The trend of foreign currency loans is unsteady: their share decreased in previous periods, started to increase in the third quarter and has decreased again during last months. The lengthening of the net open foreign exchange position was mainly due to the slight decrease in the position of short off-balance sheet position in EMU currencies which could also be taken for foreign investor confidence in the sustainability of Estonia's monetary policy.

In the securities portfolio developments born in the beginning of the year continued in the third quarter as well - the share of long-term financial investments decreased and that of the trading portfolio increased with the overall volume remaining relatively stable (growing by 1.3% over the quarter). The 4% growth of stocks in affiliated undertakings and the 16% growth of stocks in associated undertakings in the consolidated portfolio can also refer to the upcoming expansion of financial deepening (see Figure 5.5).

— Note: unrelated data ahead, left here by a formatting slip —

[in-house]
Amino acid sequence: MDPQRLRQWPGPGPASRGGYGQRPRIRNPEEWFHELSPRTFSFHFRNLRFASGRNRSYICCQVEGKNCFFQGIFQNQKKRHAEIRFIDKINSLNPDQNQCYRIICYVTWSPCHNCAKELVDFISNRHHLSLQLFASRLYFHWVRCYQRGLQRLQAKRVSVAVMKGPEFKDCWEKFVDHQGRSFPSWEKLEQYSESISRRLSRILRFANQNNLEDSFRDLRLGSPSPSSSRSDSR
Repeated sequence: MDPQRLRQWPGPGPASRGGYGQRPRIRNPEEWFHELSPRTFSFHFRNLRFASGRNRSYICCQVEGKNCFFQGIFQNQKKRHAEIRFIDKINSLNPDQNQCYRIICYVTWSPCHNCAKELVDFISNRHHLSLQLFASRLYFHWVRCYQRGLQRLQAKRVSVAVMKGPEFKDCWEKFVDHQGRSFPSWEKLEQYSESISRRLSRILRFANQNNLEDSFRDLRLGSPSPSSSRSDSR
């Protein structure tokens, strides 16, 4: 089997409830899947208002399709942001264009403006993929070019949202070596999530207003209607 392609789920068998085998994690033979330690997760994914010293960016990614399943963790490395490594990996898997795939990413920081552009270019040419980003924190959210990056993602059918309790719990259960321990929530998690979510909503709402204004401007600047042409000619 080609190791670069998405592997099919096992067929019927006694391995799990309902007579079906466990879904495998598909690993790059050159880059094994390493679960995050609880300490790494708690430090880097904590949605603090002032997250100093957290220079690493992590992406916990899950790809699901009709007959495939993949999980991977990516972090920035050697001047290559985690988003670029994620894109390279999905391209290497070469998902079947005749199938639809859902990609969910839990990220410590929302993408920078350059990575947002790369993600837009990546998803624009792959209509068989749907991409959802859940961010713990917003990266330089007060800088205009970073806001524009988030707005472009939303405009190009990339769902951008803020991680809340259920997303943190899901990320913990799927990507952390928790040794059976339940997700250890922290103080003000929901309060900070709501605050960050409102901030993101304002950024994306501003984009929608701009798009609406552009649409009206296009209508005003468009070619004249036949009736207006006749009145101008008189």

External Liabilities

Both the growth and depreciation of involved external liabilities continued in the third quarter. The 5.7% growth of corporate deposits indicates the recovered liquidity position of the real sector. The decrease in the volume and share of government claims reflects the tight fiscal position as well as changes introduced in the government asset management policy.

Decreasing volume of non-resident external liabilities (1.3% over the quarter) reflects also banks' diminished demand for external liabilities. Although the share of bonds has slightly deceased, the structure of instruments and maturities has stabilised.